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US scholar documents widespread Beirut cluster bombing

New evidence indicates that Israeli use of American-made cluster weapons in Lebanon may have been more widespread and indiscriminate than has previously been reported. If true, this would constitute violations of US arms export law, bilateral US-Israel defense agreements, and a 1976 pledge by Israel to limit the use of such weapons.

The new information comes from Franklin Lamb, who has visited Lebanon six times in the past 18 months, most recently in July and August. A lawyer and economist, Dr. Lamb is a researcher and university teacher who has worked for the House Judiciary Committee.

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Dr. Lamb has documented damage and casualties from cluster weapons in 18 areas in Beirut and other parts of Lebanon, including 14 specific locations in west Beirut. He has gathered 75 affadavits from doctors and other medical personnel at 19 hospitals and clinics who treated people (many of them children and elderly persons) injured by the cluster weapons.

He also has identified four specific types of American-made cluster munitions (including the type that killed a US marine recently) and brought to this country parts of such weapons, unexploded ordinance, and cannisters from which cluster bomb units (CBUs) are dispersed. He has shared some of this new information with Defense and State Department officials, and will shortly be providing it to the Senate Foreign Relations and House Foreign Affairs Committees.

The Reagan administration in July suspended the shipment of cluster weapons to Israel, following reports of their possible misuse. An investigation was supposed to follow, but a State Department official this week conceded that the United States was merely ''watching'' the situation and said it was unlikely there would be findings soon, if at all.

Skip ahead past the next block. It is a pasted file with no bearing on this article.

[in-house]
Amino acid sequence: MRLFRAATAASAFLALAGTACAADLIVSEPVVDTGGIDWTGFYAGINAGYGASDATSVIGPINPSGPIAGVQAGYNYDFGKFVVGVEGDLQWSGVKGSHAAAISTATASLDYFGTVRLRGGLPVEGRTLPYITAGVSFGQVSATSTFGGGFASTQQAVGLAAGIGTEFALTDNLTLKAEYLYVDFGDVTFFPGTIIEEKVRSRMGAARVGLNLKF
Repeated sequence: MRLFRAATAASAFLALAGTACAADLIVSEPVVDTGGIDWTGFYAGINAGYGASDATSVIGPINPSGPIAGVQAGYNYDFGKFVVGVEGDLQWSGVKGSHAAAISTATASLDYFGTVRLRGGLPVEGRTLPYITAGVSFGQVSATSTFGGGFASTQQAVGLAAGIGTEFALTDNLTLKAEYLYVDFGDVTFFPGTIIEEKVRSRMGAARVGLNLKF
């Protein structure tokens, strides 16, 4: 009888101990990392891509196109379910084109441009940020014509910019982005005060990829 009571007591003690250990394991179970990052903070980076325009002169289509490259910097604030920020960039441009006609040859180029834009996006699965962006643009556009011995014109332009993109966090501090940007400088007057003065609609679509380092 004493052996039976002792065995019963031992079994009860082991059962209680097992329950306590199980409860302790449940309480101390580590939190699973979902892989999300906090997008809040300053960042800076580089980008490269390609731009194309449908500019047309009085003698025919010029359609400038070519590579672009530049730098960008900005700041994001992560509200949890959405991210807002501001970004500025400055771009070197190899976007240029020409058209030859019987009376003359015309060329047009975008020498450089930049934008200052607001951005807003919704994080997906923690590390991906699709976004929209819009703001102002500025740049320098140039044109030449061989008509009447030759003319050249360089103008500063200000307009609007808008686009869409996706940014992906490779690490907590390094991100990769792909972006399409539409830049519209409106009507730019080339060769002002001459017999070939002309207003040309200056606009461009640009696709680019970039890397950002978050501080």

For its part, Israel does not deny using cluster bombs in Lebanon and concedes that some were dropped in civilian areas. But this was because the Palestine Liberation Organization (PLO) had placed its heavy weaponry (including antiaircraft batteries and artillery) in populated areas, says a spokesman for the Israeli Embassy here.

In 1976, Israel agreed to use cluster weapons only against military targets and only against organized Arab armies. Because of the size and armament of the PLO in Lebanon, says Israeli spokesman Nachman Shai, ''this was no longer a terrorist organization, this was very much a regular army.''

Pentagon officials describe cluster munitions as designed to be used principally against ''lightly armored military equipment.'' But Mr. Shai of the Israeli Embassy says Israel used CBUs in Lebanon as ''an antipersonnel weapon.''

''It doesn't do anything to buildings or tanks,'' he says. ''But it does do a lot to people.''

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The key questions in this instance are ''which people'' and ''where?''